Aircraft Dispatcher

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Aircraft Dispatcher

Education and Training Some college education and certification

Salary Varies—see profile

Employment Outlook Fair

Definition and Nature of the Work

Aircraft dispatchers, who are also called flight superintendents, schedule flights for airlines and make sure all Federal Aviation Administration (FAA) regulations are followed. They draw up flight plans and confer with pilots and flight engineers to determine that flights can be made safely. Dispatchers also maintain contact with crews after they are airborne to keep them advised of weather conditions, alternate landing plans, and necessary changes in altitude.

When drawing up flight plans, aircraft dispatchers check weather conditions and the amount of fuel to be loaded; determine the best routes and altitudes for flights; and select alternative landing sites if bad weather occurs. Dispatchers also examine mechanics' reports to make certain required maintenance has been completed.

If for any reason dispatchers or pilots decide that flights cannot be made, dispatchers must notify the passengers and crews and arrange for alternate flights. They also keep records of the availability of aircraft and equipment, weight of cargo, and the amount of time flown by each plane and each crew member.

Dispatchers may be in contact with as many as twelve planes at one time and must be able to coordinate action should emergencies arise. If any plans are changed, dispatchers must contact the dispatch centers at destination airports.

Dispatchers generally work for large airlines and are usually aided by assistant dispatchers, who help gather weather information.

Education and Training Requirements

High school diplomas are required. Many airlines prefer to hire applicants who have attended college for at least two years. Courses in mathematics, physics and meteorology can be useful. Flying experience and work history with airlines can be important when searching for employment.

Aircraft dispatchers must take FAA exams to become certified. To qualify for the exams, applicants must have 1) worked for a year or more under the supervision of experienced and certified dispatchers; 2) completed FAA-approved courses at airline schools or training centers; or 3) spent two of the preceding three years in commercial or military air traffic control. Written tests cover such subjects as federal aviation regulations, weather analysis, air navigational facilities, radio procedures, and airport and airway traffic procedures. Oral tests determine applicants' ability to interpret weather information and demonstrate knowledge of airline routes, navigational facilities, and landing and cruising speeds of aircraft.

Aircraft dispatchers must take continuing education courses at special training centers. At least once a year they are tested on new procedures and technology. In addition, they must "fly on the line" as observers for at least five hours each year.

Most aircraft dispatchers are former assistant dispatchers. Assistant dispatchers do not always have to be certified, but they must have had at least two years of college or two years of experience in ground or flight operations in jobs such as dispatch clerk or communications clerk.

Getting the Job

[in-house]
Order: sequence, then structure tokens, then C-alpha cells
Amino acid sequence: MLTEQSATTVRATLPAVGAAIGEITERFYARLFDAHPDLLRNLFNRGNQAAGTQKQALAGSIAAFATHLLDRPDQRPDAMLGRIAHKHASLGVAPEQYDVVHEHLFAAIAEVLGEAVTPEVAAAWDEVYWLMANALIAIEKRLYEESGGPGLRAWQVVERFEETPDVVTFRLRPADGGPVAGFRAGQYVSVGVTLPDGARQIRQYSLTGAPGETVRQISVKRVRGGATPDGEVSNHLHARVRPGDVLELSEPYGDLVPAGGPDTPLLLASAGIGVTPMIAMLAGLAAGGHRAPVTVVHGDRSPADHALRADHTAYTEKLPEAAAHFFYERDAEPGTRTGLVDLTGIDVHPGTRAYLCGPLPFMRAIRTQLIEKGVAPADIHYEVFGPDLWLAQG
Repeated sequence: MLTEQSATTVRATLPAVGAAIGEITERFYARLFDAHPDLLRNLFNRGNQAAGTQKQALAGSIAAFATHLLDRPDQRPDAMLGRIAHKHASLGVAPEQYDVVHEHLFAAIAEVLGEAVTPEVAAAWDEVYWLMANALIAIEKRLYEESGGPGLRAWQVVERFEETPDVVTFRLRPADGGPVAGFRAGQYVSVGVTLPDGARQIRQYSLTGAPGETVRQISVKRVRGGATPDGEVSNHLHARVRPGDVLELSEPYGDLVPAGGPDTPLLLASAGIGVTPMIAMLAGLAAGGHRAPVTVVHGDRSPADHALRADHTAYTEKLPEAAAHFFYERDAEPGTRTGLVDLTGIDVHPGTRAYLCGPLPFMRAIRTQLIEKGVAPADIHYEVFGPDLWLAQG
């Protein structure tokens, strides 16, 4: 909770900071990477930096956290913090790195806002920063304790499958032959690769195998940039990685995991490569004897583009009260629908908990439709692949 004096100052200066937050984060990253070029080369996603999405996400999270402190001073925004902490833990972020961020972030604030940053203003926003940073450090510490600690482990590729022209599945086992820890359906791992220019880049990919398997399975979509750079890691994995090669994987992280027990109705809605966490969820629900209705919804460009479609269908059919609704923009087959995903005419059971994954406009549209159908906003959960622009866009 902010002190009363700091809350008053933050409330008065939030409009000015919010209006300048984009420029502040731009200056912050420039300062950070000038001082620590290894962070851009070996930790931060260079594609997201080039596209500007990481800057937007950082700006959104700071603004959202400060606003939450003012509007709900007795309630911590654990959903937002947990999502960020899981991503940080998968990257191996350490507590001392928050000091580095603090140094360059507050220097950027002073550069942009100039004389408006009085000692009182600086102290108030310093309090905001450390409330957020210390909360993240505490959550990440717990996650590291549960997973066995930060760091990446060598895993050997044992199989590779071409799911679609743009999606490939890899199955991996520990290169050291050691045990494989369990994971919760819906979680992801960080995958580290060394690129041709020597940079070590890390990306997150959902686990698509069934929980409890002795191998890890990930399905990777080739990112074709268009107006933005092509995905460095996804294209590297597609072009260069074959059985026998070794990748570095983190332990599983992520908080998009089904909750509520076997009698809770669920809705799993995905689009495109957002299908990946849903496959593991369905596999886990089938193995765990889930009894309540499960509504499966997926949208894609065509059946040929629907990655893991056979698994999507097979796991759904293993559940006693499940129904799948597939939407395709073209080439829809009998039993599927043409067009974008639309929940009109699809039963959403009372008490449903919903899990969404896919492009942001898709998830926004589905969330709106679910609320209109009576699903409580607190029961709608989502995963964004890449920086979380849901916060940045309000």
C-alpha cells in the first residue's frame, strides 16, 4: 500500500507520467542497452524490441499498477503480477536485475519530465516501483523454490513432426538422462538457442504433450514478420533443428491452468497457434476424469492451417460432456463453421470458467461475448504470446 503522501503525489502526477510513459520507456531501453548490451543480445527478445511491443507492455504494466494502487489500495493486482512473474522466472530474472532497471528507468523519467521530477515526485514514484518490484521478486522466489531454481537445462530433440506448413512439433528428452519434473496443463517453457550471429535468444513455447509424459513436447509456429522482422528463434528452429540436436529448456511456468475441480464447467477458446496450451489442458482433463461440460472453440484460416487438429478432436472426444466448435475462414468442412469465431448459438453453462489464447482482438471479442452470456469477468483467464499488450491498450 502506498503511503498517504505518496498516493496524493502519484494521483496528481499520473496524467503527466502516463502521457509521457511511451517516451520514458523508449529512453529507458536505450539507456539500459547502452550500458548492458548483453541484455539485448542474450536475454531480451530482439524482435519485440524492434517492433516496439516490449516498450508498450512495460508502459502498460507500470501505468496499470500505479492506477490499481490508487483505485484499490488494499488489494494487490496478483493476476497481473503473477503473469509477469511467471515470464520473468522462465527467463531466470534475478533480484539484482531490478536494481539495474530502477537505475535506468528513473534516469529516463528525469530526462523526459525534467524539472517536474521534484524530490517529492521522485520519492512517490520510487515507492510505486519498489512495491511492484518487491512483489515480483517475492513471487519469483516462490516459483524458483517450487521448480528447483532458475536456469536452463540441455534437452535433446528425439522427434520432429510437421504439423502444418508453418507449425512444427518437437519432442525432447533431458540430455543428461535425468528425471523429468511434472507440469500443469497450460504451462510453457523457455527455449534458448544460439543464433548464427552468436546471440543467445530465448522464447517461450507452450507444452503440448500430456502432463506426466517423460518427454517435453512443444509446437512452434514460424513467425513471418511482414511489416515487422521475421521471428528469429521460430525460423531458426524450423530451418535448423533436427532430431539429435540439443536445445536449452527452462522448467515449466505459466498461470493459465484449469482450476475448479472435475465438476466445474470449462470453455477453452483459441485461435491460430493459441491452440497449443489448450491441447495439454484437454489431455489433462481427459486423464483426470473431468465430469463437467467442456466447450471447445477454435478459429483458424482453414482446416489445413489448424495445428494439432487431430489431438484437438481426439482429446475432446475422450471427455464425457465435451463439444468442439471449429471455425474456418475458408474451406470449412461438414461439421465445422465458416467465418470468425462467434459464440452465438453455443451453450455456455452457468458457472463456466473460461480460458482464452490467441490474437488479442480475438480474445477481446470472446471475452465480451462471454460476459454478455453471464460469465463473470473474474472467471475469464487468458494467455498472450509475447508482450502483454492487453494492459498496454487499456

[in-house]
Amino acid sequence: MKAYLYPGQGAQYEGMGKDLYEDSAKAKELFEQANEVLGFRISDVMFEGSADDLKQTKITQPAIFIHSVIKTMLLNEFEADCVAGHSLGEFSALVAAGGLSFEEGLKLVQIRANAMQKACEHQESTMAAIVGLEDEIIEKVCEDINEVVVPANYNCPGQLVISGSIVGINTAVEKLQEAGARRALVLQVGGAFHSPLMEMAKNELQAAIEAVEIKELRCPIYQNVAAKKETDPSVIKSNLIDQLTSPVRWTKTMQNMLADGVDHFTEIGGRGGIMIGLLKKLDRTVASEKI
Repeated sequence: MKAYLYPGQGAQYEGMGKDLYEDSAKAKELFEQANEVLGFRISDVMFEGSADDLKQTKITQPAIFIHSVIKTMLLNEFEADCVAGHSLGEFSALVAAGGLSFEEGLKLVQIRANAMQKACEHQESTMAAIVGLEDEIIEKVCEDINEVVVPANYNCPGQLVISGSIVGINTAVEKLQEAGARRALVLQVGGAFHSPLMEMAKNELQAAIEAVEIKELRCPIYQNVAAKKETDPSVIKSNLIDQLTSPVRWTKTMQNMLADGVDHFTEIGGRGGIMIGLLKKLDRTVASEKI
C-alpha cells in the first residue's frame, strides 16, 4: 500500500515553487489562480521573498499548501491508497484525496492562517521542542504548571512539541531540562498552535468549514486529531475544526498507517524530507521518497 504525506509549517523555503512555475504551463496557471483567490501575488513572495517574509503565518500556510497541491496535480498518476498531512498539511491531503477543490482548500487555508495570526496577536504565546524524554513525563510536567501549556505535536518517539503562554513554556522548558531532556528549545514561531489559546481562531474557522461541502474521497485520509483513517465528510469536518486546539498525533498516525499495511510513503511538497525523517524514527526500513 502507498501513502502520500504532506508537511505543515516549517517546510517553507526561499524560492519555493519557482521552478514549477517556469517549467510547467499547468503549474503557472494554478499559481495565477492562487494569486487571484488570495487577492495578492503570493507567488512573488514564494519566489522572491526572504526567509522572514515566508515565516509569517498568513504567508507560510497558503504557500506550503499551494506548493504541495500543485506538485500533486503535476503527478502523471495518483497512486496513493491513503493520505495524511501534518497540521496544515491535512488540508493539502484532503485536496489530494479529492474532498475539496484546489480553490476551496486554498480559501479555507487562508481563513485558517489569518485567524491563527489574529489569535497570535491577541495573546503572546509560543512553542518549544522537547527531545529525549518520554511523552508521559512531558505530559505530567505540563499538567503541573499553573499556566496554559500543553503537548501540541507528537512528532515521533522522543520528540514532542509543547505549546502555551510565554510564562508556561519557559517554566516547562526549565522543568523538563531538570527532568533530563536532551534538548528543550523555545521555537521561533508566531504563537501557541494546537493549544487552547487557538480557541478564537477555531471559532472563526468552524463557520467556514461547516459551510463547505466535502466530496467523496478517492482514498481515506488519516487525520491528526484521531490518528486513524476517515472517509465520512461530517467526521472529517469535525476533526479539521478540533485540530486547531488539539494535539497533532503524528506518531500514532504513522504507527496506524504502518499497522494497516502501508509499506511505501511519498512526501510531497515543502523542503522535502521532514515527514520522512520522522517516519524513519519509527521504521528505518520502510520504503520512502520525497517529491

Job seekers can apply directly to airports or airlines for such positions as air traffic controller, dispatch clerk, radio operator, or meteorologist. Almost all dispatchers and assistant dispatchers have been promoted from these jobs. Many major airlines only hire dispatchers who have moved up within their own ranks.

Advancement Possibilities and Employment Outlook

Dispatchers can be promoted to such positions as chief flight dispatcher, flight dispatch manager, flight supervisor, chief flight supervisor, and superintendent of flight control. Advancement can be slow because the field is small and few vacancies occur.

The employment outlook for aircraft dispatchers is only fair through 2014. Although the airline industry continues to grow, improved communications equipment has increased productivity. Openings occur when experienced dispatchers retire or leave the field.

Working Conditions

Dispatchers are responsible not only for the lives of thousands of people but also for the safety of extremely valuable equipment. They must gather and analyze highly detailed information and make many decisions. Congestion at many airports has made the jobs of aircraft dispatchers more demanding. They must be able to work well with others and remain calm during emergencies.

Most dispatchers work rotating cycles of eight-hour day, evening, and night shifts. Overtime may be required. Many dispatchers belong to unions.

Earnings and Benefits

Salaries vary widely, depending on the size of airlines, location and size of airports, dispatchers' experience, and work schedules. In 2004 some smaller carriers offered beginning salaries around $20,000 per year. Meanwhile, some dispatchers at major airlines—most of whom had worked for those airlines for at least fifteen years—earned more than $100,000 per year. Over the next decade, salaries may be affected by the introduction of a two-tiered wage system: to compete with smaller, nonunion airlines, the major airlines have reduced their starting salaries for new employees.

Where to Go for More Information

Airline Dispatchers Federation
2020 Pennsylvania Ave. NW, Ste. 821
Washington, DC 20006
(800) 676-2685

Air Transport Association of America
1301 Pennsylvania Ave. NW, Ste. 1100
Washington, DC 20004-1707
(202) 626-4000

Dispatchers usually receive paid sick leave and vacations, life and health insurance, and retirement benefits. In addition, they and their families may receive some free air transportation from their employers. They may also receive reduced fares on other airlines.